Australia's government - which is clinging to power by a single seat - has been plunged into crisis after a court disqualified the deputy prime minister from parliament, ending its parliamentary majority.
If the court rules that he was illegally elected in July past year due to New Zealand citizenship he unknowingly inherited from his father, the ruling coalition could lose its single-seat majority in the House of Representatives, where governments are formed.
Turnbull says this is "clearly not the outcome" the government was looking for.
Turnbull confirmed that a by-election would be held in Joyce's seat on December 2.
Mr. Joyce will be able to stand for re-election, however, having renounced his New Zealand citizenship since the last election. A no-confidence vote would require all independent and crossbench lawmakers to turn against the government.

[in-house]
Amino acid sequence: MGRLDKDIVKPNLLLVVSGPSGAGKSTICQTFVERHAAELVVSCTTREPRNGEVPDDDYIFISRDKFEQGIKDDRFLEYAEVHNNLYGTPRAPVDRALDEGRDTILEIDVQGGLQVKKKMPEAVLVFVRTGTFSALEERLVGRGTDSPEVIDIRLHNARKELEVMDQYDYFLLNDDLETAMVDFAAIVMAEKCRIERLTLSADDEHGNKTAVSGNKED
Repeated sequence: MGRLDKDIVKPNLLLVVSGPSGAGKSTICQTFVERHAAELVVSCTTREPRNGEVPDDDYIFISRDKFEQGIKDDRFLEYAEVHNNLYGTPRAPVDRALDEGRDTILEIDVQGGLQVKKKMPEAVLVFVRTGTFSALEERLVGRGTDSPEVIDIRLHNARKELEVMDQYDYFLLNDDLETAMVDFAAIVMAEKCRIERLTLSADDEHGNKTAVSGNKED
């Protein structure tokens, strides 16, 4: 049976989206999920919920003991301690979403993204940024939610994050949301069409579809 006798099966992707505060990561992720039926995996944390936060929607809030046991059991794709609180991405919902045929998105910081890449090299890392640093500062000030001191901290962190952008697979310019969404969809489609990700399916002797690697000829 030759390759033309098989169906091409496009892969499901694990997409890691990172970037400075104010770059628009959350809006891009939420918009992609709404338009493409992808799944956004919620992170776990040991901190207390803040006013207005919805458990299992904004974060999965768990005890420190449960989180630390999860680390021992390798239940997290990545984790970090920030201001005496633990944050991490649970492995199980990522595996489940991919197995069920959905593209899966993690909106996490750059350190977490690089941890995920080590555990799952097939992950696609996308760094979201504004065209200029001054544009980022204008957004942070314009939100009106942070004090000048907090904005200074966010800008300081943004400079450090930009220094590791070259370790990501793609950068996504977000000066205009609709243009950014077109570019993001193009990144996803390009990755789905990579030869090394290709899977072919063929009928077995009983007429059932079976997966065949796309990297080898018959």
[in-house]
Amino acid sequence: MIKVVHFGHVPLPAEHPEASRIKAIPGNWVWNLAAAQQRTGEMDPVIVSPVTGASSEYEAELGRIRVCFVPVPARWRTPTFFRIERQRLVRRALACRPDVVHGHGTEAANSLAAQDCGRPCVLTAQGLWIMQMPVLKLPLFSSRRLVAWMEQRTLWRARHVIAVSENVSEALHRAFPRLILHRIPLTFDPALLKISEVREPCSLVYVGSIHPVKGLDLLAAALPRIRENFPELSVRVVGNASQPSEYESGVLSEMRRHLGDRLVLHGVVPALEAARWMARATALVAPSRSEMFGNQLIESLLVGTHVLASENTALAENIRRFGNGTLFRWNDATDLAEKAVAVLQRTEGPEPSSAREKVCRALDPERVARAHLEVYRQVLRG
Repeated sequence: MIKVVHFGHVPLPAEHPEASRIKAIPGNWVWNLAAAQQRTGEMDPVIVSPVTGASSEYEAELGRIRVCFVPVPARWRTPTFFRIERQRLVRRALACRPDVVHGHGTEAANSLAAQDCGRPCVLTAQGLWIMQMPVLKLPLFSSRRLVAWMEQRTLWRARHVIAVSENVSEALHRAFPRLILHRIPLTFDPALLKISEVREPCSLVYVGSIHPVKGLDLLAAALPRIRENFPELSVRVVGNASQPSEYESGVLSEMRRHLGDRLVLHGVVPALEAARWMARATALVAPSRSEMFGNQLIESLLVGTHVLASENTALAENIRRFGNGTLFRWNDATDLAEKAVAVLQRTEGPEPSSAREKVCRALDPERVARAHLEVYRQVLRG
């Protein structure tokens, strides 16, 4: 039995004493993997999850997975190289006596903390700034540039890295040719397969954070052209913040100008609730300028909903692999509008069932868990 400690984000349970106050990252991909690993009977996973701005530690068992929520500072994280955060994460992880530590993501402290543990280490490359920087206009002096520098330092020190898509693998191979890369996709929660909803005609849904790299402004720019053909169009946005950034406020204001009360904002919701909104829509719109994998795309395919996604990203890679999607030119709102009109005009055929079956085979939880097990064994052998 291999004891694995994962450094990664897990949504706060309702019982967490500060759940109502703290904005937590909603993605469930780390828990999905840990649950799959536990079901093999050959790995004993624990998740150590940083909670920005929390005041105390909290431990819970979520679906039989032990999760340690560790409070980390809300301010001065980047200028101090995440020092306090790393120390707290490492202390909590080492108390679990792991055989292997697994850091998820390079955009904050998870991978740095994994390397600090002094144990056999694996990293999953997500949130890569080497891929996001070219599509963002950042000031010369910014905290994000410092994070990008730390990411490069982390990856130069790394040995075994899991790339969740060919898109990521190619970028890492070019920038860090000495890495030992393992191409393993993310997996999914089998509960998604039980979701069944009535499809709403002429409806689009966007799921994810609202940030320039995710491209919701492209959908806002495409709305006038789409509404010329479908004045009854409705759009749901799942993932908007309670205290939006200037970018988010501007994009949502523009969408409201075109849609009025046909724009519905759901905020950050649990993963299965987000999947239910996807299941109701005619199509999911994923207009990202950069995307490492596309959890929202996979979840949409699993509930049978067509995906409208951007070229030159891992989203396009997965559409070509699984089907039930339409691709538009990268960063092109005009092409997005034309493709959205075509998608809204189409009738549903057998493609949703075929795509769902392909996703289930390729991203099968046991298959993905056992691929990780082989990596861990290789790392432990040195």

It tumbled to a 0.8 per cent loss after the court disqualified Deputy Prime Minister Barnaby Joyce, forcing a by-election, but it bounced to close down 13.1 points, or 0.22 per cent, at 5903.2.
The Constitution prohibits dual nationals from being elected to office.
It's an archaic law, especially now that a quarter of Australia's population was born overseas and another quarter have parents who were born overseas.
Waters and Ludlam, both senators for the Green Party, resigned earlier this year after they became aware of the citizenship issue. The senator had already renounced his New Zealand citizenship before the election, but the case led to politicians and the media accusing other lawmakers of violating the constitution.
He said Matt Canavan would be restored to the cabinet immediately.
The disqualified senators included government minister Fiona Nash, Joyce's deputy in the Nationals party, who inherited British citizenship from her Scottish father.
Joyce told lawmakers in August he had discovered he was a New Zealand citizen, throwing his position in parliament into jeopardy.